Further reading: “If we’re holy, why does God call us to be holy?”
What is practical holiness?
Some say you have to work at your sanctification. “You’re positionally holy, but you’re not really holy unless you live holy.” Such a message will cause you to rely on your own dead works and fall from grace. Don’t fall for it. Jesus has already worked to sanctify you and his work cannot be improved upon.
Practical holiness is sometimes sold as a sort of gym membership. “You’ve got to sign up, make a commitment, and work at it. Don’t expect instant results,” the gym instructors say, “because the process of becoming holy is a work of gradual development.” In the pursuit of holiness entire movements have been launched and countless sermons have been preached and not one of them has ever succeeded in making anyone holy.
Then there are those who think the law shows us how to live holy. “We are saved by grace and perfected through the law.” This is a recipe for disaster for “the law made nothing perfect” (Heb. 7:19). Although the law is holy and good, it has no power to make you holy and good (see entry for Rom. 7:12). The law is not a Saints’ Guide to Holy Living. The law is a signpost to Jesus who is our holiness from God.
What is practical, everyday holiness? Practical holiness is allowing the Holy One to live his holy life through you. It is learning to walk in the reality that Jesus has made you whole and given you everything you need for life and godliness (2 Pet. 1:3-4).
Holiness is not something to strive for; like salvation, it’s something to work out. Think of a toddler learning to walk. The toddler has within them everything they need to walk, run, and jump. They just need to work it out. That’s how it is with holiness. We are whole—God has given us everything we need in Jesus—we just need to learn how to live whole. It’s a new and wonderful experience for us. We have not been this way before, but with our eyes fixed on Jesus the Holy One we cannot fail.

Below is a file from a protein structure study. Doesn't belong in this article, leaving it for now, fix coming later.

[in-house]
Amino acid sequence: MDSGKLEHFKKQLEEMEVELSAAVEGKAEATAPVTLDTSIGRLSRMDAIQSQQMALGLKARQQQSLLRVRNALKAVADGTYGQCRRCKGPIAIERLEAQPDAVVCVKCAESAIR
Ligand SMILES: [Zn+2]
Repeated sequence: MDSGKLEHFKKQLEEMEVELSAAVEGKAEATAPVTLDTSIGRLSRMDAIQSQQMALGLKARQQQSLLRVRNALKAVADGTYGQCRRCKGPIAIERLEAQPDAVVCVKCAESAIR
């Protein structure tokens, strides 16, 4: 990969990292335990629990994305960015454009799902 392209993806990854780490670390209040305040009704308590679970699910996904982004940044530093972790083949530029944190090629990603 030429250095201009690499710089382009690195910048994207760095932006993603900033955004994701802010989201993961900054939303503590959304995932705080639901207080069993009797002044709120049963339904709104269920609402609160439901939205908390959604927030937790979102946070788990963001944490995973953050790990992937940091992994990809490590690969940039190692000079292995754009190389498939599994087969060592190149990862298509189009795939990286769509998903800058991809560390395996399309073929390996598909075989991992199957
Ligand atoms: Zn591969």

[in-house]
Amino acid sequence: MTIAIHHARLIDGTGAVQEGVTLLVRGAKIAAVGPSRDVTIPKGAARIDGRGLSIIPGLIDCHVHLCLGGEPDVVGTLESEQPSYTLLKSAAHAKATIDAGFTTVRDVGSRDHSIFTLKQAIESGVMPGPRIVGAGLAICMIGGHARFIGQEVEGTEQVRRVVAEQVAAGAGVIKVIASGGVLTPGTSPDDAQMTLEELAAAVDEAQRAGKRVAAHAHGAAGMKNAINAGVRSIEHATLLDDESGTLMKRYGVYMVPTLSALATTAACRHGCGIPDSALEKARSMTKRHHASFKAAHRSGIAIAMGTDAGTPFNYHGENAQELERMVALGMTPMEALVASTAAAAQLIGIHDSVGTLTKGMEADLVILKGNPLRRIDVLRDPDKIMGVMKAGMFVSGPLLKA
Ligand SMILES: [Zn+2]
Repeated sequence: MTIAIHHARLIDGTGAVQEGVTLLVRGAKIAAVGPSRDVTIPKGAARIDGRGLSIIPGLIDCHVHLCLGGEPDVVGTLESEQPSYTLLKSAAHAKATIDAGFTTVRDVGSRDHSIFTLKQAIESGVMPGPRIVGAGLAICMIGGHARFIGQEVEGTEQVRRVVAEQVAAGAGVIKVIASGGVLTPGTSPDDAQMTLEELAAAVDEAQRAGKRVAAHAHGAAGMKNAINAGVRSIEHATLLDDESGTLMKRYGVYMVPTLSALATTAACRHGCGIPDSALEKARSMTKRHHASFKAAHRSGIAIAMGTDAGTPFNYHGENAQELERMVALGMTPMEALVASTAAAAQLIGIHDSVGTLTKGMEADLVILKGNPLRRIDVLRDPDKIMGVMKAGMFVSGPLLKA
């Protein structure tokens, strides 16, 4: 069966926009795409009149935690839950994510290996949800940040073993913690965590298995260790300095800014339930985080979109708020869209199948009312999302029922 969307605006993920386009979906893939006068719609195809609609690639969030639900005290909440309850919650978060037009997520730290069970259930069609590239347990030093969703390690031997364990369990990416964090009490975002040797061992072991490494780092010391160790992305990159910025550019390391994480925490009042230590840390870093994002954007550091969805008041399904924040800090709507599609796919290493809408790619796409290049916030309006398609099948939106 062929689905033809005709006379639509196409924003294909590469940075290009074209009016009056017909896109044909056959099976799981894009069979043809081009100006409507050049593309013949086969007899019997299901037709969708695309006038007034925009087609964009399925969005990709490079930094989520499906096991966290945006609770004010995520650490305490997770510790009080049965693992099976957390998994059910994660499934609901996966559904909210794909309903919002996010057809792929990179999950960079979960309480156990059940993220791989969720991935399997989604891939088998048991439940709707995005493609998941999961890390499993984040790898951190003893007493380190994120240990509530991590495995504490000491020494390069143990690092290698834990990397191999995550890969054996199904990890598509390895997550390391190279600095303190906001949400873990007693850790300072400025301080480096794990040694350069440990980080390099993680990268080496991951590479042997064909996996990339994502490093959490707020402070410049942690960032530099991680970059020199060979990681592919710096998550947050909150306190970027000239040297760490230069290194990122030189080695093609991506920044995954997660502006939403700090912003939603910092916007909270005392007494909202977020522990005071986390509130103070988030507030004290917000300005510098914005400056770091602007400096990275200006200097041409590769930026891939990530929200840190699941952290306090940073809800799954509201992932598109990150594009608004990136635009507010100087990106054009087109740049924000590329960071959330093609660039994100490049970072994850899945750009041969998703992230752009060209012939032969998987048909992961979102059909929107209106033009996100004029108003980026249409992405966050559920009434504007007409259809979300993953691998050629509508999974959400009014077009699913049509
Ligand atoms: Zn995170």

“In him you have been made complete” (Col. 2:10). You were broken, but in him you are whole. You were in lack, but in Christ you lack no good thing (Ps. 23:1, 34:10). Your life was a mess, but he gave you beauty for ashes. That’s why they call it good news.
Being holy is not trying to attain what you have already received, nor is it trying to do what Christ has already done. The exhortation to be holy is an invitation to live the holy and abundant life that is already ours in Christ.
Further reading: “How to be holy”
The gospel of holiness
The gospel is not a sign-up sheet for sanctification classes. The gospel is the surprising announcement that in Christ you are holy indeed. Jesus took your broken down and raggedy old life and gave you his whole and beautiful life in exchange.
You have been called to the adventure of discovering who you are in Christ and presenting yourself as a holy offering to the Lord (Rom. 12:1). You are a living testimony of the transforming power of his holy grace. Holiness, or wholeness, is the very definition of abundant life. Such is the life you have in him.